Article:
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Studies in the Grammar and Lexicon of Neo-Aramaic

Studies in the Grammar and Lexicon of Neo-Aramaic Geoffrey Khan and Paul M. Noorlander (eds)
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The volume makes a major contribution to the field of Neo-Aramaic and significantly advances research. The articles present new analyses and new primary data from several endangered dialects, many of which have so far not been systematically documented, and in some cases have not been documented at all. It is good to see that the examples have been given glossing, so that this important material will be accessible more widely by general linguists. Many of the articles are written by leading scholars of the field. Particularly commendable is the fact that the authors include also early career scholars and native speakers of Neo-Aramaic dialects who are based in universities in Iraq and Europe. The volume, therefore, represents also a major stimulus to research in the future.
Prof Hezy Mutzafi, Tel Aviv University

The Neo-Aramaic dialects are modern vernacular forms of Aramaic, which has a documented history in the Middle East of over 3,000 years. Due to upheavals in the Middle East over the last one hundred years, thousands of speakers of Neo-Aramaic dialects have been forced to migrate from their homes or have perished in massacres. As a result, the dialects are now highly endangered. The dialects exhibit a remarkable diversity of structures. Moreover, the considerable depth of attestation of Aramaic from earlier periods provides evidence for pathways of change. For these reasons the research of Neo-Aramaic is of importance for more general fields of linguistics, in particular language typology and historical linguistics.

The papers in this volume represent the full range of research that is currently being carried out on Neo-Aramaic dialects. They advance the field in numerous ways. In order to allow linguists who are not specialists in Neo-Aramaic to benefit from the papers, the examples are fully glossed.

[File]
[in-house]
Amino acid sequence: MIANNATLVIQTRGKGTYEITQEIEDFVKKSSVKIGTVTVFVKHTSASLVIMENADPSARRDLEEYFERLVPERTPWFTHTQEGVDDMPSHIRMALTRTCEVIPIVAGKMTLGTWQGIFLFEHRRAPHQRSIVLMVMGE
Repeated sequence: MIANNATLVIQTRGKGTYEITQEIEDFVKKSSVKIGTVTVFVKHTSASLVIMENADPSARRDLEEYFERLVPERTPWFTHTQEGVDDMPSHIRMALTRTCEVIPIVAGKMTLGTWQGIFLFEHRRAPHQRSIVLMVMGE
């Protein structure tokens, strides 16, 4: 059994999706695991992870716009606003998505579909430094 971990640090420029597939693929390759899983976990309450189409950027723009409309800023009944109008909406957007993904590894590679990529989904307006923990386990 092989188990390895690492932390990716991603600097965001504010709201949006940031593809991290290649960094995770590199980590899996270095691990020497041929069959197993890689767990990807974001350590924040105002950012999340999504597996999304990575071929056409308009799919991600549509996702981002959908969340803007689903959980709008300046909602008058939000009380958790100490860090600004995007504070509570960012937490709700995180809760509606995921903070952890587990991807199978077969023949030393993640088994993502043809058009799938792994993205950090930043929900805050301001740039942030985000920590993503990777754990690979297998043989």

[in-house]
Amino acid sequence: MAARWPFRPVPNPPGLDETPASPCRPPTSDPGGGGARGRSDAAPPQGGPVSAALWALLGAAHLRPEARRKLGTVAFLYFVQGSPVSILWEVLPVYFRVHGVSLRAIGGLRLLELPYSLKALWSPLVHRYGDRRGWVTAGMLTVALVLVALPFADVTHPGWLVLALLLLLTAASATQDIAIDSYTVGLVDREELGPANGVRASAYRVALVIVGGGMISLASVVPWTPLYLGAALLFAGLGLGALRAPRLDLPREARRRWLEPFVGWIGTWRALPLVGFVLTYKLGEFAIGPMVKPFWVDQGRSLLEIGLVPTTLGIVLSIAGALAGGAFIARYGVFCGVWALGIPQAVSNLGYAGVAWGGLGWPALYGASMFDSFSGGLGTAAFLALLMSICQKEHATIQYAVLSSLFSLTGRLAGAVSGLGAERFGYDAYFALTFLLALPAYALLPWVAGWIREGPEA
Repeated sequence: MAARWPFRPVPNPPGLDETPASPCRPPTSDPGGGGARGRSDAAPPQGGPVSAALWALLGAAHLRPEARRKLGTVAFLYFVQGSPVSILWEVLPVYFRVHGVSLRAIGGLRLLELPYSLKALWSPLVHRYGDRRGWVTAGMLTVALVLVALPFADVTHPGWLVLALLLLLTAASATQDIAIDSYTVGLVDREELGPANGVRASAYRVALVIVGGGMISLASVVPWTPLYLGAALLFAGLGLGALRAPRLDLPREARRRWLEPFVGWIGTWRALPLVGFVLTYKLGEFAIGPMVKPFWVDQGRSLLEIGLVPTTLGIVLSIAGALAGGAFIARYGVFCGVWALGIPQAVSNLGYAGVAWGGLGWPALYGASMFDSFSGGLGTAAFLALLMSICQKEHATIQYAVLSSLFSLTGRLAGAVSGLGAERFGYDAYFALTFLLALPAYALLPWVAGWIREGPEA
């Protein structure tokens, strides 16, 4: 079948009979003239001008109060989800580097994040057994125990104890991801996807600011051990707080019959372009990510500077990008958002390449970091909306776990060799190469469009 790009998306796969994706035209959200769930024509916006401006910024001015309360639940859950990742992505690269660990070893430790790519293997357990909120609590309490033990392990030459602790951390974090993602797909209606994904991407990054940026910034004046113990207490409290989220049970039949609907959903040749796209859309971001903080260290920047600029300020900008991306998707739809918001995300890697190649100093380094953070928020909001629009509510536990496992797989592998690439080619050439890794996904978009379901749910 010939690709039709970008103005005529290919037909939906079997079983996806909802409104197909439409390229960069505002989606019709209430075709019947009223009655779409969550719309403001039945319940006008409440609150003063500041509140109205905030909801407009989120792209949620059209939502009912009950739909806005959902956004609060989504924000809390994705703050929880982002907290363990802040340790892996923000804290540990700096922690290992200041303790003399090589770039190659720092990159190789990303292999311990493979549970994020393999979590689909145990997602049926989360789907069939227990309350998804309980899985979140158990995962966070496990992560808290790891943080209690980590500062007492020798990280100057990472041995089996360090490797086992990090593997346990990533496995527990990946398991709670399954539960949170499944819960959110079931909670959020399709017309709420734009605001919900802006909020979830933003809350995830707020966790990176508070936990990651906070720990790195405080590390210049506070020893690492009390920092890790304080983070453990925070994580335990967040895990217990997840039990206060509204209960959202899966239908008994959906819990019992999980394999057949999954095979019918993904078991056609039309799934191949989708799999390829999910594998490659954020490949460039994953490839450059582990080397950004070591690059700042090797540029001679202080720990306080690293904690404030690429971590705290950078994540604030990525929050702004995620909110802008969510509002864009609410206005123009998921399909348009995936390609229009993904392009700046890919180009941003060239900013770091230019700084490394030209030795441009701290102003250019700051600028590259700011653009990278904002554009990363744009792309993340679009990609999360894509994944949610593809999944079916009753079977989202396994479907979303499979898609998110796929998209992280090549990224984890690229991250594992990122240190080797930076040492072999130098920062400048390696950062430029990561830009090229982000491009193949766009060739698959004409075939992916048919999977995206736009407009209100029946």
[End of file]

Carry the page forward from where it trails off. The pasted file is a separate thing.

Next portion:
Studies in the Grammar and Lexicon of Neo-Aramaic
Geoffrey Khan and Paul M. Noorlander (eds) | January 2021
540pp. | 1 B&W illustration | 6.14" x 9.21" (234 x 156 mm)
Semitic Languages and Cultures vol.5 | ISSN: 2632-6906 (Print); 2632-6914 (Online)
ISBN Paperback: 9781783749478
ISBN Hardback: 9781783749485
ISBN Digital (PDF): 9781783749492
ISBN Digital ebook (epub): 9781783749508
ISBN Digital ebook (mobi): 9781783749515
ISBN Digital (XML): 9781783749522
DOI: 10.11647/OBP.0209
Subject Codes: BIC: CFF (Historical and comparative linguistics), CFP (Translation and interpretation); BISAC: REL006020 (RELIGION / Biblical Biography / General), LAN009010 (LANGUAGE ARTS & DISCIPLINES / Linguistics / Historical & Comparative). OCLC Number: 1232502127.

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Glossing Abbreviations


Preface Download
Geoffrey Khan and Paul M. Noorlander


A History of the Intransitive Preterite of Ṭuroyo: From a Property Adjective to a Finite Tense Download
Eugene Barsky and Sergey Loesov

Towards a Typology of Possessors and Experiencers in Neo-Aramaic: Non-Canonical Subjects as Relics of a Former Dative Case Download
Paul M. Noorlander

The Jewish Neo-Aramaic Dialect of Dohok: Two Folktales and Selected Features of Verbal Semantics Download
Dorota Molin

Verbal Forms Expressing Discourse Dependency in North-Eastern Neo-Aramaic Download
Geoffrey Khan

Conditional Patterns in the Jewish Neo-Aramaic Dialect of Zakho Download
Eran Cohen

Language Contact and Ṭuroyo: The Case of the Circumstantial Clause Download
Michael Waltisberg

The Morphosyntactic Conservatism of Western Neo-Aramaic despite Contact with Syrian Arabic Download
Ivri Bunis

On the Afel Stem in Western Neo-Aramaic Download
Steven E. Fassberg

The Re-Emergence of the Genitive in North-Eastern Neo-Aramaic Download
Ariel Gutman

Modelling Variation in the Neo-Aramaic Dialect of Azran with Articulatory Phonology Download
Lidia Napiorkowska

On the Origin of Some Plant Names in Ṣūrayt/Ṭūrōyo in Ṭūr ʿAbdīn Download
Aziz Tezel

Remarks on Selected Exponents of the 208-Swadesh List in Ṭuroyo Download
Eugene Barsky and Yulia Furman

Neo-Aramaic Animal Names Download
Hezy Mutzafi

A Corpus-Based Swadesh Word List for Literary Christian Urmi (New Alphabet Texts) Download
Alexey Lyavdansky

Lexical Items relating to Material Culture in the NENA Dialects of the Aqra Region Download
Aziz Emmanuel Eliya Al-Zebari